Oracle acquires Crosswire for $50 million
17 April, 2016
Crosswire has developed a unique technology for probabilistic device matching by individual users, based on machine learning techniques
Tel Aviv based startup Crosswire developed a unique technology for constructing probabilistic device maps matching multiple devices to individual users by machine learning techniques
Oracle announced the acquisition of Israeli Startup Crosswise. The company developed novel device mapping technology used for cross-device advertising. Oracle has not disclosed details of the deal, but sources in the market estimate that it was in the range of $50 million.
Crosswire matches multiple devices such as smartphones, Smart-TV’s, Tablets etc. to individual users using a smart algorithm and machine learning techniques. The information mapped by Crosswire is crucial for many customers, mostly advertisers, interested in supplying personalized cross platform solutions for all devices used by an individual customer.
The importance of device matching is becoming ever more important, as the number of internet connected digital devices used by individual customers grows. Measurement company Nielsen estimates that the average American consumer own four digital devices, and the average U.S consumer spends 60 hours a week consuming content across devices. Google estimates that 90% of consumers use more than one device when purchasing online.
Crosswise’s service, based on massive cloud data collecting in a Data as Service format are of great strategic importance for Oracle. Last year, Oracle chairman and CEO Larry Ellison defined Cloud Computing as the companies leading strategy. Ellison envisions Oracle as the world’s leading Cloud services provider. According to its publications, Oracle’s cloud has more than 3 Billion users in over 15 million websites.
Crosswise’s technology is unique in its use of probabilistic algorithms, enabling the matching of devices to individuals without risking user privacy, even if its data base is compromised by hackers
Secrets of Probabilistic Matching
Crosswise’s technology is called “Probabilistic Matching”. This technology addresses some of the disadvantages of the currently common matching method called Deterministic Device Matching. In deterministic matching, either unique identifiers for each record are compared to determine a match or an exact comparison is used between fields. Unique identifiers can include national IDs, system IDs, and so on. This can include system IDs, national IDs, and so on.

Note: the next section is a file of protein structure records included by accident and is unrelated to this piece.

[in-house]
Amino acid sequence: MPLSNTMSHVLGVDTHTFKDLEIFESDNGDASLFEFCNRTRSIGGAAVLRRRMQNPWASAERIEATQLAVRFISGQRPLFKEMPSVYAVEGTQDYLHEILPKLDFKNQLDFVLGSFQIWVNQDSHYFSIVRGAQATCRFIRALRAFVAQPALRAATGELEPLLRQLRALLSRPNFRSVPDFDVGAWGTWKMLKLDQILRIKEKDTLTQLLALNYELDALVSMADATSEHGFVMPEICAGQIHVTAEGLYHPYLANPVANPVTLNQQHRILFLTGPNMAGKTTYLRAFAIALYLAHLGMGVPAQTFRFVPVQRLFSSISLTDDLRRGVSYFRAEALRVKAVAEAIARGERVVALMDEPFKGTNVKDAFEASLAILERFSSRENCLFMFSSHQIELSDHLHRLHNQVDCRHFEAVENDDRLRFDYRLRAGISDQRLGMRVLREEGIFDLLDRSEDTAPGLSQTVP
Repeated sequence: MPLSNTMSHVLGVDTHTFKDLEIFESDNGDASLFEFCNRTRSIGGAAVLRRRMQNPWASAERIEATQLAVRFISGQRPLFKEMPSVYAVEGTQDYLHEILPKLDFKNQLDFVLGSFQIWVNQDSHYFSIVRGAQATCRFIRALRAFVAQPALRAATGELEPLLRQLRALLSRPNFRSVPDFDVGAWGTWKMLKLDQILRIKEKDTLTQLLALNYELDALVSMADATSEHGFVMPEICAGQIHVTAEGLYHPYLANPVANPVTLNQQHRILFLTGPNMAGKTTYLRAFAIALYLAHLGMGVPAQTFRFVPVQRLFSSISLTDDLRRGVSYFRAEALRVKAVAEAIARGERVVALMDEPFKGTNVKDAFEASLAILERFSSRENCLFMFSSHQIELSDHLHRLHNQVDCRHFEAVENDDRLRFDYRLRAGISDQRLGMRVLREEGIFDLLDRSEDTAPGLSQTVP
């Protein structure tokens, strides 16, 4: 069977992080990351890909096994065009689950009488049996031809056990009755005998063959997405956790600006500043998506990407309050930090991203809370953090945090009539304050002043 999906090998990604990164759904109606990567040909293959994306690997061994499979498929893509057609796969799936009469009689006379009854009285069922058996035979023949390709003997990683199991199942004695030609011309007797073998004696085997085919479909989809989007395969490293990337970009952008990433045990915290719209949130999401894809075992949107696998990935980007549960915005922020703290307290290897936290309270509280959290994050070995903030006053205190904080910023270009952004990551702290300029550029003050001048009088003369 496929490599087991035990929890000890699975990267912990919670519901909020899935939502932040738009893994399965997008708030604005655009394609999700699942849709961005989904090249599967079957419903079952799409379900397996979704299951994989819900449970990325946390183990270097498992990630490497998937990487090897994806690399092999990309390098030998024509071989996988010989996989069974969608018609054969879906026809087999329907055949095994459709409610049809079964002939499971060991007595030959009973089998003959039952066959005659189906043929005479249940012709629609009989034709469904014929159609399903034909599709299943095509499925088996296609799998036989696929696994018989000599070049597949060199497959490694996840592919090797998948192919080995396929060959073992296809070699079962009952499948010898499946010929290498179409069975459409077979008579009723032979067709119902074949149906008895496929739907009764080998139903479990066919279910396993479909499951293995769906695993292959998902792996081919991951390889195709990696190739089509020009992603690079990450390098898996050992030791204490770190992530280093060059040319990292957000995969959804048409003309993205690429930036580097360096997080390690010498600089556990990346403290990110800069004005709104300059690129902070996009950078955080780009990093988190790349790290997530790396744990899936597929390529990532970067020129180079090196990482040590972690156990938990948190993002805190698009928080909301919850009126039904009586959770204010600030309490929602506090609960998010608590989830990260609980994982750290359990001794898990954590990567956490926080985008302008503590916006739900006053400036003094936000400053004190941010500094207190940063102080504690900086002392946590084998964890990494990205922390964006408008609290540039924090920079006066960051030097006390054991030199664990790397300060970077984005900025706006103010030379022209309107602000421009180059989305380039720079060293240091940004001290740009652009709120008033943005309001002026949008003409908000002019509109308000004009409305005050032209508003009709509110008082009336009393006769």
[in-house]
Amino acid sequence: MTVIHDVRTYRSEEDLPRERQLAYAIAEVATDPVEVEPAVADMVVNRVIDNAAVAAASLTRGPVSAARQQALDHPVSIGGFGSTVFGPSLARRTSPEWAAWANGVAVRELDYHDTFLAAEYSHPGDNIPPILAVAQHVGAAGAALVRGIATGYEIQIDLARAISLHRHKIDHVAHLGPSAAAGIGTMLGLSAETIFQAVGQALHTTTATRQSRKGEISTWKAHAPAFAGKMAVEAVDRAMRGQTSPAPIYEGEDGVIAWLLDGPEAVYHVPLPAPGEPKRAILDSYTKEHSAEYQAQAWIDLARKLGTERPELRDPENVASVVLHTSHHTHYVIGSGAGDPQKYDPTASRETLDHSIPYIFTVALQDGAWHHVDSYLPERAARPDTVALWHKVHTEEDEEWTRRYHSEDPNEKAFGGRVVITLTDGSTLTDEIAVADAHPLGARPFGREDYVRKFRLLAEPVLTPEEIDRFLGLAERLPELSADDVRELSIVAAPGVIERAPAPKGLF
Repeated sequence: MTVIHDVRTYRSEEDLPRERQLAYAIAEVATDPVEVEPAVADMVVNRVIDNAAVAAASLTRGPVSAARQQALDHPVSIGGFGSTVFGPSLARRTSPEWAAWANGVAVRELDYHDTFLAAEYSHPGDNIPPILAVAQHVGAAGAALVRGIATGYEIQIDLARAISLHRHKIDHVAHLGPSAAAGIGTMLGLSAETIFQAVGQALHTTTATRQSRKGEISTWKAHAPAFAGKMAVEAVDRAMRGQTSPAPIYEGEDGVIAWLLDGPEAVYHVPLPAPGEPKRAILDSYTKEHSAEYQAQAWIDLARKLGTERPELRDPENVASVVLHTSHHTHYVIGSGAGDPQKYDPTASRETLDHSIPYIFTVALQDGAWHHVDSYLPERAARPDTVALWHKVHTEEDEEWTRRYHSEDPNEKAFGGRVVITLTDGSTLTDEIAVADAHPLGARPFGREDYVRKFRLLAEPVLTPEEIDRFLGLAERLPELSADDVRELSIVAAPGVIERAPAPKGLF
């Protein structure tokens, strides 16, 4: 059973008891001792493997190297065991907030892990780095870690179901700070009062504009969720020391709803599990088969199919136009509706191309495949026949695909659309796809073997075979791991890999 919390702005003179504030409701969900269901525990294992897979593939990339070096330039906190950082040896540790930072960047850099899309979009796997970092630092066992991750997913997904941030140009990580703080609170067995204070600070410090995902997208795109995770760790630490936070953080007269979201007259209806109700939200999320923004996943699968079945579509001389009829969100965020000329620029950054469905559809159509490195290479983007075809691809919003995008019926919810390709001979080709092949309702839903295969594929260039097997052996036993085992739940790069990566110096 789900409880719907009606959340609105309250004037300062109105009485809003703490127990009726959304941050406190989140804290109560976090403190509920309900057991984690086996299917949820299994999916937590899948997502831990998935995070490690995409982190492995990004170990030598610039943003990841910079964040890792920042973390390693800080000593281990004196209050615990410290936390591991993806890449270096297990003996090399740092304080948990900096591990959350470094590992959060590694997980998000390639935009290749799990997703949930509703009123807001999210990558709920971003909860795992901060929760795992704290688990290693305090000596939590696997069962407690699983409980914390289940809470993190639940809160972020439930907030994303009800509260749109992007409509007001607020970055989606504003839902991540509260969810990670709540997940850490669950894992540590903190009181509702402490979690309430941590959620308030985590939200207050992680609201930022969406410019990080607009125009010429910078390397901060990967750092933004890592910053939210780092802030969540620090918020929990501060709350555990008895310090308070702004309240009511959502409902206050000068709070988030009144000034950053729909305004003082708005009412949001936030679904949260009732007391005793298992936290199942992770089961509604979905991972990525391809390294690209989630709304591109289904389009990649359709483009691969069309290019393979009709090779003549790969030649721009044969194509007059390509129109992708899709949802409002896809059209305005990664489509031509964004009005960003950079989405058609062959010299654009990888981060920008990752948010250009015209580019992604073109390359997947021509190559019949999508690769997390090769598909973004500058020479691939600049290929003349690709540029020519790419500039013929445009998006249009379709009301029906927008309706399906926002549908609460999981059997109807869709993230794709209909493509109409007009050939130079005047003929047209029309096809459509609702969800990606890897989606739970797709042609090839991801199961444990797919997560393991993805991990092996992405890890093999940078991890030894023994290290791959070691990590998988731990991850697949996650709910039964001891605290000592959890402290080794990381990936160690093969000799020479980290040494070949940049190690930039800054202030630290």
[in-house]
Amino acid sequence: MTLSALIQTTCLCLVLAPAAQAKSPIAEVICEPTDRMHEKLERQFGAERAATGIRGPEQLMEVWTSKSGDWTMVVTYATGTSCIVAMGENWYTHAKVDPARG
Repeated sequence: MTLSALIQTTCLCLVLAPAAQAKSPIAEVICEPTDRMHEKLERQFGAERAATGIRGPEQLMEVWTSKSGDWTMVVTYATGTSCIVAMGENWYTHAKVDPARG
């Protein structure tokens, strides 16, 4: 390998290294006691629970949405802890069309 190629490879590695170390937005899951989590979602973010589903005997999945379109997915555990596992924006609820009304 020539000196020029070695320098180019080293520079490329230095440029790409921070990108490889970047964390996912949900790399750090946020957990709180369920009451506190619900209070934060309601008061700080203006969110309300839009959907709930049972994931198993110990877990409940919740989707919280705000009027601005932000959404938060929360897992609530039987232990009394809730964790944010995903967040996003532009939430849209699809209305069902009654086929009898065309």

The deterministic method has several disadvantages: it covers only a small segment of the digital community (customers of specific organizations), and it can only be used when the organization posses private user information.
Machine learning Techniques
Crosswise’s probabilistic matching technology takes a different approach: the company collects web activity data from a variety of sources: websites. GPS signals, operating systems, browsers, Wi-Fi networks, IP Addresses and more. The collected data is processed and cross-checked in order to identify matching devices in various degrees of probability.
The probabilistic method is comprised of several steps. First, the system collects and aggregates information from every device in a defined geographic area. The company then purchases existing deterministic databases covering some of the users in the defined area. The database is halved – one half is used for running machine learning algorithms used by the system to process and analyze the collected information. A matching map is defined by variable probability levels. The results are then compared to the second half of the deterministic database to train the machine learning models and to evaluate the model’s results.
Anonymity is secured
Crosswise’s customers receive a matching map containing pairs of matched device IDs along with a confidence score for each device and its relevant matching devices. For some certain campaigns, advertisers may wish a high level of certainty, while for others, a lower level might suffice.
Probabilistic matching has many advantages over traditional matching methods: it does not require the identification of users, who remain anonymous. Even in the eventuality that crosswise’s data base would be hacked, the user’s anonymity would not be breached. Another major advantage is the ability to reach all the devices in defined geographical regions.
Crosswire was founded by CEO Steven Glanz, CTO Jonathan Seidner and R&D Ron Reiter. Several funds have invested in the company in the past, including Giza Venture, Pereg Ventures, OurCrowd and Chinese ZhenFund.
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